I should have bought the salted caramels. Then I would have some to share because they would not have ended up in the trash can at Paris Charles DeGaulle airport security.
We were vacationing in Port en Bessin, Normandy. After enjoying coffee and pastries in the brisk morning sun at Café du Port, we explored the weekly open-air market.
Oh la la! Cute little quail eggs! And next to them, live quail in a cage.
“Do they have names?” we asked.
“We have 600 birds, madame. Non, we do not name them.”
Ok, moving on to the dairy vendor. French cheeses galore. And fresh yogurt. In cute little glass jars! We bought…as much for the jars as for the yogurt. (And oh, such yogurt!) On to tastings of charcuterie, where hubby John had to show the vendor photos of his charcuterie. We meandered past chickens roasting on spits and wide pans of simmering paella towards a tasting of Normandy’s famous distilled apple apératifs– calvados, pommeau and eau de vie.
Directly across from the calvados tasting was the nougat vendor. He, too, was giving samples– from wheels of nougat the diameter of car tires. It was impressive. It was really tasty. It paired surprisingly well with the calvados we had just been tasting at 10 a.m. Yeah, I’m thinking my reserves were down a wee bit.
I decided to buy some.
“How much do you want?” he asked.
I had no idea. He was selling in metric measurement. I’m American. I can handle the French language, but numbers are completely beyond me. I fumble through rough pathetic calculations. A kilo is 2.2 pounds. Une livre is half a kilo. How much nougat is in a kilo? Chocolate I can guestimate. Salt water taffy I have a handle on. But nougat?
I ask for une livre. He whacks off a big honkin’ piece. But I want it in two flavors. He whacks off another big honkin’ piece. He is only half listening because this whole time he is luring in customers with free samples. He wraps the two bricks of nougat (which now I really don’t want) but he’s busy and he’s wielding a huge knife with the skill of a guillotine.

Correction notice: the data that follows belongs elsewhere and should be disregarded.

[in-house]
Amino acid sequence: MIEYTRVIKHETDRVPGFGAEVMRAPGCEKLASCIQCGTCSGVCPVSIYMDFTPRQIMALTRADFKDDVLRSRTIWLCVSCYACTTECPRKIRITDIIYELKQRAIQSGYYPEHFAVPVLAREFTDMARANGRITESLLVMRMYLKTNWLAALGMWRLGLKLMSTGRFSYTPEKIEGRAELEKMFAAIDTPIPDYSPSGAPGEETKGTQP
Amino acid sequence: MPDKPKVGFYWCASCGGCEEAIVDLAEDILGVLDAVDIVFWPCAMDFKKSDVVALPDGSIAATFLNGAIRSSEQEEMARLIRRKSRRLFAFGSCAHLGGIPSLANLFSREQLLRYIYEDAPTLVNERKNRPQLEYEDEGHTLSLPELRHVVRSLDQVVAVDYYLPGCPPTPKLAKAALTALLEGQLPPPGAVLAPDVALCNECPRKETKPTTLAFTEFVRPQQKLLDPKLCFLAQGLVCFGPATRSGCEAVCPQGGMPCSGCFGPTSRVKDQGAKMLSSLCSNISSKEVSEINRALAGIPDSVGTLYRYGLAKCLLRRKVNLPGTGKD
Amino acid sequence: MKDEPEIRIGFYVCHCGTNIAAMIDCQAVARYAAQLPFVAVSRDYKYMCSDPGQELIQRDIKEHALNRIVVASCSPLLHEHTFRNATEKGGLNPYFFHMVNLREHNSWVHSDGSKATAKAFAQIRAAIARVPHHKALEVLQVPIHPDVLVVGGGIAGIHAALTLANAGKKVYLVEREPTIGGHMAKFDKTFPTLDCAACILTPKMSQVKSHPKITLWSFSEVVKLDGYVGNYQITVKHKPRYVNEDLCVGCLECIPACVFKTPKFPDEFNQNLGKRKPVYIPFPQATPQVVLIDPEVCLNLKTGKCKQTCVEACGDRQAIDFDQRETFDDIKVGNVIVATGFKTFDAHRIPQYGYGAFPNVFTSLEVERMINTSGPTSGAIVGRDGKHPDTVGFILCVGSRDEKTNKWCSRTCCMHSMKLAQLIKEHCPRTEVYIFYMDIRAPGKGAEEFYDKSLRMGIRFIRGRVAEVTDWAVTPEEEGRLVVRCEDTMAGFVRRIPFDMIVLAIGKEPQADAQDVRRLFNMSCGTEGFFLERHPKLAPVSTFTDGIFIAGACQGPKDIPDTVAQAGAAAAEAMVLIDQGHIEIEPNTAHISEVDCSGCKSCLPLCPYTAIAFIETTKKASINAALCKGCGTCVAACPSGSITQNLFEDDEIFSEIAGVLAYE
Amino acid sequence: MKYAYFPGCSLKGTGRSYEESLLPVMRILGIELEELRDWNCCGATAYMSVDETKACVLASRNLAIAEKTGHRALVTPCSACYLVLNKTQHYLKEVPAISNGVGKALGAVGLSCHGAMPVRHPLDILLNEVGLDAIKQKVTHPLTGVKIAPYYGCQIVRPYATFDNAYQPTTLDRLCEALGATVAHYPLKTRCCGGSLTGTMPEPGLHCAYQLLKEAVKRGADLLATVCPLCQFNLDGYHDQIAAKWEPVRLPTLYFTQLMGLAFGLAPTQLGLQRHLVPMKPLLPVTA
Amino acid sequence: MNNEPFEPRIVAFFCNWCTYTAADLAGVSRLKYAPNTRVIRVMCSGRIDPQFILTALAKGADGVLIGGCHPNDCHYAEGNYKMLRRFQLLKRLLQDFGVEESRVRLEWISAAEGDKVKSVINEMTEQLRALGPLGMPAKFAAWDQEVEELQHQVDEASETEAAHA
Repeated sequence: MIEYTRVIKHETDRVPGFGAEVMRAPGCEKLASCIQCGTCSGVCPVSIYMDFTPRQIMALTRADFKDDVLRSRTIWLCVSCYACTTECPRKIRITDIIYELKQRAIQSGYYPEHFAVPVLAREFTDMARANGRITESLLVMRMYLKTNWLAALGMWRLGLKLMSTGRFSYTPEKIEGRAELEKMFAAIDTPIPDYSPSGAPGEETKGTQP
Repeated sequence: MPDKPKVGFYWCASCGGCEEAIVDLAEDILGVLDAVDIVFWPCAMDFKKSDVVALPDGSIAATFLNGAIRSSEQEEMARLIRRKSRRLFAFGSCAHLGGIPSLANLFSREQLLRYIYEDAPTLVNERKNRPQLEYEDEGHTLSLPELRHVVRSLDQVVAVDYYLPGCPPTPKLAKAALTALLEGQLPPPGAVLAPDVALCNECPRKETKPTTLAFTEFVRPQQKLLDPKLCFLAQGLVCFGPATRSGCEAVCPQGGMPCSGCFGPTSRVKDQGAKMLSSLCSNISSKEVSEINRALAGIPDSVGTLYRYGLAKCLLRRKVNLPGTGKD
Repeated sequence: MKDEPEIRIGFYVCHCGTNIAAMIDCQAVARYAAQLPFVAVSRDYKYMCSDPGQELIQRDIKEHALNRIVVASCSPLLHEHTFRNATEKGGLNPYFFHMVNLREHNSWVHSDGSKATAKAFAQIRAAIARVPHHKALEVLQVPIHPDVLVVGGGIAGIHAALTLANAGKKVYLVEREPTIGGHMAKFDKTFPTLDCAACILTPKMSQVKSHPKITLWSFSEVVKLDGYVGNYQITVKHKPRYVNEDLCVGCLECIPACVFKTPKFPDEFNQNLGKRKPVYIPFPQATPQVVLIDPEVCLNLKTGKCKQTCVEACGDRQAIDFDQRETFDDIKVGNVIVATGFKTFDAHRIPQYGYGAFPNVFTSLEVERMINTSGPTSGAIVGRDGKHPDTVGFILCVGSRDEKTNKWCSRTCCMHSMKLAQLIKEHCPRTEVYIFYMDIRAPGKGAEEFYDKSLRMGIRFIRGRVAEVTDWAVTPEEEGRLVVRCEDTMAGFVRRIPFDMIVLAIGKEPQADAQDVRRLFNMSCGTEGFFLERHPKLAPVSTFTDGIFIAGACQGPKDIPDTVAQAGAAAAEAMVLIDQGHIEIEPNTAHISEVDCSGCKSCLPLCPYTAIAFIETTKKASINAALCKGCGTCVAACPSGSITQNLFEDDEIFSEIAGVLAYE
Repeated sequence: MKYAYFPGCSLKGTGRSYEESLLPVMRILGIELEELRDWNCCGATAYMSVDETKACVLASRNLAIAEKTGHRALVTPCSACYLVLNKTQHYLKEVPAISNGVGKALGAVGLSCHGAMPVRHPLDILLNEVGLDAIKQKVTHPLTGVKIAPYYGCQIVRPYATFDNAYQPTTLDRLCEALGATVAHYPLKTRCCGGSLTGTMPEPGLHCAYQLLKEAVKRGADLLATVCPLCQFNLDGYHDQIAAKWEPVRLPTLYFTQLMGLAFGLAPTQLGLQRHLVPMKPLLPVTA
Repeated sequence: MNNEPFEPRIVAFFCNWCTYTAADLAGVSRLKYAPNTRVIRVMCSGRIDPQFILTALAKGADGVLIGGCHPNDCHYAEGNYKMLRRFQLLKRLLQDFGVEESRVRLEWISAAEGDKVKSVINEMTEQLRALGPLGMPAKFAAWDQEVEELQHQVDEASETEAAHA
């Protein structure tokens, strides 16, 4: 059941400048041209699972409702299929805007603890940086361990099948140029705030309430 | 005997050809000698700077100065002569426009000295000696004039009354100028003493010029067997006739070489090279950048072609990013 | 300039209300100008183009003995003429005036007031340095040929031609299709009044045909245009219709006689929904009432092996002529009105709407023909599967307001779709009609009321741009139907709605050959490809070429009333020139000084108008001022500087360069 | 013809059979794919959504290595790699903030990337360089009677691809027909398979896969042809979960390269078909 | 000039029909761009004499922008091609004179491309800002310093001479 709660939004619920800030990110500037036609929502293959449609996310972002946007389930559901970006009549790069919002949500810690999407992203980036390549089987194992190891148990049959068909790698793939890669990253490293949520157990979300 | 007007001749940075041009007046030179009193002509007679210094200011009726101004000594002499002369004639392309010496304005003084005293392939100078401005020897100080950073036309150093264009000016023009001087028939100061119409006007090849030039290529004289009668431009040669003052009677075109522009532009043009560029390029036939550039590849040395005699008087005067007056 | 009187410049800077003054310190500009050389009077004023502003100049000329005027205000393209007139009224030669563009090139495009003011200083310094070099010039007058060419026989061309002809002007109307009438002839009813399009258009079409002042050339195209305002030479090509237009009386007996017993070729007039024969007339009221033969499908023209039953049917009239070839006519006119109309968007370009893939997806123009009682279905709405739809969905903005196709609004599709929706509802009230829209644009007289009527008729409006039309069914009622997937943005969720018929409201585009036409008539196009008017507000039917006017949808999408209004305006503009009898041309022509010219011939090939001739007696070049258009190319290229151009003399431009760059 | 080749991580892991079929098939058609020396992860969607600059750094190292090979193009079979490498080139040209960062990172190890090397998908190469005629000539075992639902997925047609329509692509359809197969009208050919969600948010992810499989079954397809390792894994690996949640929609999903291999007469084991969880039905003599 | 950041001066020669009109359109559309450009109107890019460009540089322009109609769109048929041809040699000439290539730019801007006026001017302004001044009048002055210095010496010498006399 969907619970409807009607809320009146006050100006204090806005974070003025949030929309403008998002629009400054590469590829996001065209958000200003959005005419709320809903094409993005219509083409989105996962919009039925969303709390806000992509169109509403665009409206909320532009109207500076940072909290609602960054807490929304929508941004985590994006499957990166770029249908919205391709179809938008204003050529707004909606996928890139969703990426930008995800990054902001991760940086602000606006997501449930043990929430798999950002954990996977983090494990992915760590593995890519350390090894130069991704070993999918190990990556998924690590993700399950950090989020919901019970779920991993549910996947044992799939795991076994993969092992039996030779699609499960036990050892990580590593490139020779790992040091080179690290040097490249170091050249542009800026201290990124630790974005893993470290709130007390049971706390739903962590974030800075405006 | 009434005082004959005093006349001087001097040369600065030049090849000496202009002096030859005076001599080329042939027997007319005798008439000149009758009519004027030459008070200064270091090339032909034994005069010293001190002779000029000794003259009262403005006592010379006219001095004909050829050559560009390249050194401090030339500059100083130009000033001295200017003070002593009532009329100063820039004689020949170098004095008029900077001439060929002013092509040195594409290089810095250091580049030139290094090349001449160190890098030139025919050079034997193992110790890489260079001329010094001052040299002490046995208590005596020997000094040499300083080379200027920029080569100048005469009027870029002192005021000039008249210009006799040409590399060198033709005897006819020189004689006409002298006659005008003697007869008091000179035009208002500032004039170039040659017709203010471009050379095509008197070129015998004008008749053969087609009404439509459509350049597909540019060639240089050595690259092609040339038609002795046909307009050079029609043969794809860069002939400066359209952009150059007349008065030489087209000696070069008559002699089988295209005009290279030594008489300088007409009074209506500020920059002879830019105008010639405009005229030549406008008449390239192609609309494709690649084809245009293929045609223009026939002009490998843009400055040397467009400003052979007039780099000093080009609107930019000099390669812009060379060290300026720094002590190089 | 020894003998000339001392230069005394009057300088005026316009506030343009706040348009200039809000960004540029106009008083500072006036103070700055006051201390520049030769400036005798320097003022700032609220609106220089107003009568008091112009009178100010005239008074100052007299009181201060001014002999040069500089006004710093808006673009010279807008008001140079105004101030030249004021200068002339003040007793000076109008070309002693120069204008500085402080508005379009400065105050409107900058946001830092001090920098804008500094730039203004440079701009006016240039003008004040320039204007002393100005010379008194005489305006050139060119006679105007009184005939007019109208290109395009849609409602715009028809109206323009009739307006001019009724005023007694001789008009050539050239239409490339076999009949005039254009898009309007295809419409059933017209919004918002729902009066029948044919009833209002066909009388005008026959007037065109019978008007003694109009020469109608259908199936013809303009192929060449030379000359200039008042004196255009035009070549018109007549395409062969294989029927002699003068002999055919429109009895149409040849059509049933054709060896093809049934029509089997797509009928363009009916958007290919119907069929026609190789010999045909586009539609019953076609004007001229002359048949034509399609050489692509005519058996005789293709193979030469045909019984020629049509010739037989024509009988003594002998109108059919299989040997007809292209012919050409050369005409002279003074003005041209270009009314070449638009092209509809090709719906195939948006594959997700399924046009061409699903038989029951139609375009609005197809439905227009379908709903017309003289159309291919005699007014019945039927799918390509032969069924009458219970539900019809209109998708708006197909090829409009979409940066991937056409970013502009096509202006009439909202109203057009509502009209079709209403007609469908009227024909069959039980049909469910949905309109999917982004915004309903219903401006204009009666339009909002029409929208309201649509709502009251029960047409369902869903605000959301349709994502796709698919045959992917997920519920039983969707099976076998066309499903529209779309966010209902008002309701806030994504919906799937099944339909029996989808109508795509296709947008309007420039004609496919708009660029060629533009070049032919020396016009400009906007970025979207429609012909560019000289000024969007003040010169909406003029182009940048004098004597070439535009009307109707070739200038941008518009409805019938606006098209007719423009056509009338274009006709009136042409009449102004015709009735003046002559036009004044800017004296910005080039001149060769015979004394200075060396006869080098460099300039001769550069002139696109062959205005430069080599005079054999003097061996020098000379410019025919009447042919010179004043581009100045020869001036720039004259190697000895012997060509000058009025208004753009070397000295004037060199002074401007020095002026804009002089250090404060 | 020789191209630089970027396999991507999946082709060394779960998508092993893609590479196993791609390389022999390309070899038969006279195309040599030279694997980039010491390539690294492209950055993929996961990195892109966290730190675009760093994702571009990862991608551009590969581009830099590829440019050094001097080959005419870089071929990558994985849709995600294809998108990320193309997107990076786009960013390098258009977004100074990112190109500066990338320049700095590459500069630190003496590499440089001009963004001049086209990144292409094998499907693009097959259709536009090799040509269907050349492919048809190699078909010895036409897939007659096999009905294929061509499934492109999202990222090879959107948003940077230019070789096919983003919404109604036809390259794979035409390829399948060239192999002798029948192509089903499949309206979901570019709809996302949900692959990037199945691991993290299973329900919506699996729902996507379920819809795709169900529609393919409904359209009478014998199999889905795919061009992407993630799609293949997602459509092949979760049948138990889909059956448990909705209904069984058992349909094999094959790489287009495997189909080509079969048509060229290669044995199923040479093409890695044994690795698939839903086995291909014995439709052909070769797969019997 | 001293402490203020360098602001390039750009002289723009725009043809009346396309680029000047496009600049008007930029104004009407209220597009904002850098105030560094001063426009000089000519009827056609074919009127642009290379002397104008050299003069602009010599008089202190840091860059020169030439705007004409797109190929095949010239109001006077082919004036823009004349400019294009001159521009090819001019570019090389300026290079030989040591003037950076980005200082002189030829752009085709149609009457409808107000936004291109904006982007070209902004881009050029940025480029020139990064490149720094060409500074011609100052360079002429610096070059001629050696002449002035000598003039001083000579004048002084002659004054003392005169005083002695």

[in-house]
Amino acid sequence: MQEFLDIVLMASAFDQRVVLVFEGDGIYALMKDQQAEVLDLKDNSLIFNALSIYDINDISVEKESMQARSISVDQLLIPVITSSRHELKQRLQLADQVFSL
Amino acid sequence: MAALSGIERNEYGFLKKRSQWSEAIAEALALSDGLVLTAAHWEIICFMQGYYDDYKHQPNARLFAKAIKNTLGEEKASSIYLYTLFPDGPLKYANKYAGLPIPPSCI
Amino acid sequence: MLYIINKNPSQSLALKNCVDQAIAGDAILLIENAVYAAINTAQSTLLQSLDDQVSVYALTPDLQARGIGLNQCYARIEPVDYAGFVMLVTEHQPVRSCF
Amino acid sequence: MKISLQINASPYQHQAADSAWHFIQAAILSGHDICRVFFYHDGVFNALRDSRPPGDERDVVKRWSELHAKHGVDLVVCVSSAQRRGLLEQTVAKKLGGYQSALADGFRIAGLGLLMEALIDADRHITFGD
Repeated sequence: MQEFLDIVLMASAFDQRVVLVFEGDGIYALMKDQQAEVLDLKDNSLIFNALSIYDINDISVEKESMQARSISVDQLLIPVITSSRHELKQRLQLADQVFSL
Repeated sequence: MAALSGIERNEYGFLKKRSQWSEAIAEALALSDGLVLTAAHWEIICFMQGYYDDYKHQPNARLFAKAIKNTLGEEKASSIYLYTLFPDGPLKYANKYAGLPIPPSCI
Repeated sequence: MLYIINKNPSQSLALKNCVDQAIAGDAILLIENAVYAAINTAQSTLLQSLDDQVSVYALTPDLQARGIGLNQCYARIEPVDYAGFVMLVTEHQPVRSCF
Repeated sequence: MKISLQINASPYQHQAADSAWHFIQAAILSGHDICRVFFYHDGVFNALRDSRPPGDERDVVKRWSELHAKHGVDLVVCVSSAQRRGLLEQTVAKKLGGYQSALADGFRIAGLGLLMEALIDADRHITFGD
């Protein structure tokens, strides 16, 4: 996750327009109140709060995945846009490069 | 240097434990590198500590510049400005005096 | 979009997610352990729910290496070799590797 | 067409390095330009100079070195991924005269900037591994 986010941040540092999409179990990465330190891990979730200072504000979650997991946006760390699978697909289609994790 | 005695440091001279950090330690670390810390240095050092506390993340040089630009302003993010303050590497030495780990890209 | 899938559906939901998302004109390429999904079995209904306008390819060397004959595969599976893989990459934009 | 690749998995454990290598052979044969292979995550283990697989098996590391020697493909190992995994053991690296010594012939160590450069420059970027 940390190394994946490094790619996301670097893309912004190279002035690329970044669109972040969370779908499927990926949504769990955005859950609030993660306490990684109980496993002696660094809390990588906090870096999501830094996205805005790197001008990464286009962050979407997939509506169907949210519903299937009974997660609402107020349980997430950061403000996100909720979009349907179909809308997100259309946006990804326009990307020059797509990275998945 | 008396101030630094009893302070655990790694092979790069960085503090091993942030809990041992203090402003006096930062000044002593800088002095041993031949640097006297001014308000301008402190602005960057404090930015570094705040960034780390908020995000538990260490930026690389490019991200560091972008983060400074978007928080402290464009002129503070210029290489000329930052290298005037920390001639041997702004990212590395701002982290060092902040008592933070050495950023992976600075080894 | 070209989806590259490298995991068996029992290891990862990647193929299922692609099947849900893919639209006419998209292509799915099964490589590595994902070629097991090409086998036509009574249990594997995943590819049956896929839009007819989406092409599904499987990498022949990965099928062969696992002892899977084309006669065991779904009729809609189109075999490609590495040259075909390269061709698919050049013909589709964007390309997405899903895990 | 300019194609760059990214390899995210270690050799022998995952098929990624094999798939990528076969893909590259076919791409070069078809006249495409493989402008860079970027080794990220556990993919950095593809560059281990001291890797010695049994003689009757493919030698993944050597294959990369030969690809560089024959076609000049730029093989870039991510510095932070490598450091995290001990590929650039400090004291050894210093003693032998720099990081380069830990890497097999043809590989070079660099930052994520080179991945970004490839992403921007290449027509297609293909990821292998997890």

“Ca fait 37 euros, madame.”
Thirty seven euros? For nougat?
He did say it keeps for a whole year in the pantry. “Not in the refrigerator, madame. That will ruin it.” Ok, ok, we will enjoy it this week and take the rest home to give to family.
The week goes by with barely a nibble of nougat. I keep forgetting it is there.
Fast forward to the airport and the now-expected body pat-down, this time by a woman who also has had both hips replaced. She knew exactly where my body was going to ding. We laugh. One can bond with people in the most unexpected circumstances.
My carry-on bag rolls through the scanner and the guard pulls it off.
He needs to check the bag. I can’t imagine what could be a problem in my carry-on bag. It’s not like that time I forgot I bought a letter opener in Florence for my son-in-law.
“Madame, will you please take the knife out of your bag?”
“Knife? What knife?”
Security guard turns the x-ray screen around to reveal the shadow of a very lethal looking Renaissance dagger.
“Oh, that knife!”
Yeah, that time all Mario got was a story. This time the guard pulls everything out of my bag…books and scarves, cahiers for my French 4 class, souvenir magnets for the fridge. Finally, at the bottom of the bag, he finds two bricks of nougat.
They look like a kilo of plastic explosives.
He unwraps the nougat. He sees that it is nougat, although an unusually large amount of nougat. He smiles at me and says, “Madame, you can bring hard nougat in your carry-on. But next time, pack the soft nougat in your checked luggage. I’ll ask if you can keep it.”
Off he goes to ask a higher authority. Back he comes, shaking his head.
“But you can stand here and eat it, if you want.”
So now I am tearing wads of nougat for our group of six. I am offering nougat to total strangers, who look at me like I am a crazy person.
The bulk of the nougat ends up in the trash. We continue toward our gate with nougat-sticky fingers.
We pass a kiosk for Ladurée, the famous Paris patisserie. As a consolation prize, I decide to buy a box of their renowned macarons. And there at the register, what do I see? A beautifully wrapped single serving bar of…nougat.
Yup. I bought it. But I am not sharing. It cost me dearly.
2 thoughts on “Nougat Non-Non”
Oh what a shame. It was mean of them not to let you take it. A similar thing happened to me in Albania with some cherries at a market, I spent the rest of the week eating vast quantities of cherries.
Too funny! Serves you right for buying nougat!!!!